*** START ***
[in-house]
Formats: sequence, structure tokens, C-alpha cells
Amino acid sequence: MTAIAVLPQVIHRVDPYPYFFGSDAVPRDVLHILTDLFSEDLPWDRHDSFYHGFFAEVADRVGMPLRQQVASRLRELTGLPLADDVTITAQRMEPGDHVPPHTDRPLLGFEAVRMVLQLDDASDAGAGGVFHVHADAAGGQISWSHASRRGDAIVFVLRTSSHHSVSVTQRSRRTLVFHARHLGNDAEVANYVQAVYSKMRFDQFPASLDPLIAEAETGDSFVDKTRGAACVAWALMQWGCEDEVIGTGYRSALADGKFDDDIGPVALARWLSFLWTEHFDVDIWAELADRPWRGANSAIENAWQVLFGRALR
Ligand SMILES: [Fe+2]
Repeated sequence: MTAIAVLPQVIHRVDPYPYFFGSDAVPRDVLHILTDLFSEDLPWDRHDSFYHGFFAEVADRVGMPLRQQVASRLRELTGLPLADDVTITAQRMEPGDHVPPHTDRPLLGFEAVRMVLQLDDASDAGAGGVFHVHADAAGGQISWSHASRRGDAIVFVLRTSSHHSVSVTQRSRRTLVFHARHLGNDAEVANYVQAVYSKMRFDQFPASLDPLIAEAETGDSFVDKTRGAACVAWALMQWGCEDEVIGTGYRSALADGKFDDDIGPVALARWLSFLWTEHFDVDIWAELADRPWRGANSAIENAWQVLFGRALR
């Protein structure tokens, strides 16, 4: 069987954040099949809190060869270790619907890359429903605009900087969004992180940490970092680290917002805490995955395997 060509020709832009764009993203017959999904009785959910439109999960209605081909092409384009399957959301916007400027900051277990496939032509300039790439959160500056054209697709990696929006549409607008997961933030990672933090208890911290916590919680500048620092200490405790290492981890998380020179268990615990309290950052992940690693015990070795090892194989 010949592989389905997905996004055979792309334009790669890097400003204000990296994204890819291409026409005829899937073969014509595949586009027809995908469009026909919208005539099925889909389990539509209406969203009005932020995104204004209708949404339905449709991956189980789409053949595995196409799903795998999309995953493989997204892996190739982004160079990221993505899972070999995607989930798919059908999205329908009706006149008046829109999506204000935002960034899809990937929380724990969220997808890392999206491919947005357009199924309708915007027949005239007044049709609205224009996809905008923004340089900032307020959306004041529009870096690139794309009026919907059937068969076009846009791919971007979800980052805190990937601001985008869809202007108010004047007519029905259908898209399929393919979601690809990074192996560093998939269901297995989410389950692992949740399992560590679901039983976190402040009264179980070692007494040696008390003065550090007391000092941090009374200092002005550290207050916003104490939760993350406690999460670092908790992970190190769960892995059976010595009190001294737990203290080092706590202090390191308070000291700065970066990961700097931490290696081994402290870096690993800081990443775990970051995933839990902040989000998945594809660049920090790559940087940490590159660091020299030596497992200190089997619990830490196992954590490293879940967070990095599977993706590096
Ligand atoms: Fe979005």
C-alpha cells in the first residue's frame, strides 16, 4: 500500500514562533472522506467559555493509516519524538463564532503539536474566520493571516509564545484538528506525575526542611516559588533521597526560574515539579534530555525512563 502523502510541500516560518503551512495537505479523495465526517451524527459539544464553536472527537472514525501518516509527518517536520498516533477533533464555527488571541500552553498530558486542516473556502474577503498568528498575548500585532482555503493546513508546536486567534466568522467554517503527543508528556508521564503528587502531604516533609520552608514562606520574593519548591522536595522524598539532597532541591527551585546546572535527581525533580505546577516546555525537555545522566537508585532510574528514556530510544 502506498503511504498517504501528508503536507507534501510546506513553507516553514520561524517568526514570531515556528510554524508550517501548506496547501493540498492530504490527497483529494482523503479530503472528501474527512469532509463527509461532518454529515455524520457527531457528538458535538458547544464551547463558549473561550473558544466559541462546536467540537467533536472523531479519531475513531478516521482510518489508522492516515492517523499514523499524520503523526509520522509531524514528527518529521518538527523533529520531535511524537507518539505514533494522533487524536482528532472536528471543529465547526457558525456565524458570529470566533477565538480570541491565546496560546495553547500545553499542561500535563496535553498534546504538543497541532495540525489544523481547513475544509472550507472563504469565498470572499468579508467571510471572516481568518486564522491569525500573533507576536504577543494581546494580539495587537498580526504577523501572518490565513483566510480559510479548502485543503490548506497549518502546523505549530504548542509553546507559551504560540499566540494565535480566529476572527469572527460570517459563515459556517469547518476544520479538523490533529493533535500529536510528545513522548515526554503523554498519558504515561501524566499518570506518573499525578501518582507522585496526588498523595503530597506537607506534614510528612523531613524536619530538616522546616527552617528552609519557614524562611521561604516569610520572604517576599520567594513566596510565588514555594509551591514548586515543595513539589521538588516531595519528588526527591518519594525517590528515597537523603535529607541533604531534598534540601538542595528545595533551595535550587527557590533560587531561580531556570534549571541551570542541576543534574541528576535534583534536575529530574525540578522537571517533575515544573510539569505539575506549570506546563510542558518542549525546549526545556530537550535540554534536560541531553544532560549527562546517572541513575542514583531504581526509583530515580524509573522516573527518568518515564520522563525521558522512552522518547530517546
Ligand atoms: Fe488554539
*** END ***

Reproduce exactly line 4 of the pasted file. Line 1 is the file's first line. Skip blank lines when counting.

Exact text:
Ligand SMILES: [Fe+2]